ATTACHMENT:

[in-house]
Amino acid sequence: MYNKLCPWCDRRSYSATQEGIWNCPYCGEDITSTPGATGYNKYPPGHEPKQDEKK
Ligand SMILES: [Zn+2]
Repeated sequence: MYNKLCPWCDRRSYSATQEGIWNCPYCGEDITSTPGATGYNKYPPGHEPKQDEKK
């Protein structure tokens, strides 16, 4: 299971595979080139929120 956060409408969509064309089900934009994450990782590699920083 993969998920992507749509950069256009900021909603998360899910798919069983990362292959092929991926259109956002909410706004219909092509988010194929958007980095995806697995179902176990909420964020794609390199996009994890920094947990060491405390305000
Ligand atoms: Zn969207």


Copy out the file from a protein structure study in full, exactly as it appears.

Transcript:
[in-house]
Amino acid sequence: MYNKLCPWCDRRSYSATQEGIWNCPYCGEDITSTPGATGYNKYPPGHEPKQDEKK
Ligand SMILES: [Zn+2]
Repeated sequence: MYNKLCPWCDRRSYSATQEGIWNCPYCGEDITSTPGATGYNKYPPGHEPKQDEKK
């Protein structure tokens, strides 16, 4: 299971595979080139929120 956060409408969509064309089900934009994450990782590699920083 993969998920992507749509950069256009900021909603998360899910798919069983990362292959092929991926259109956002909410706004219909092509988010194929958007980095995806697995179902176990909420964020794609390199996009994890920094947990060491405390305000
Ligand atoms: Zn969207």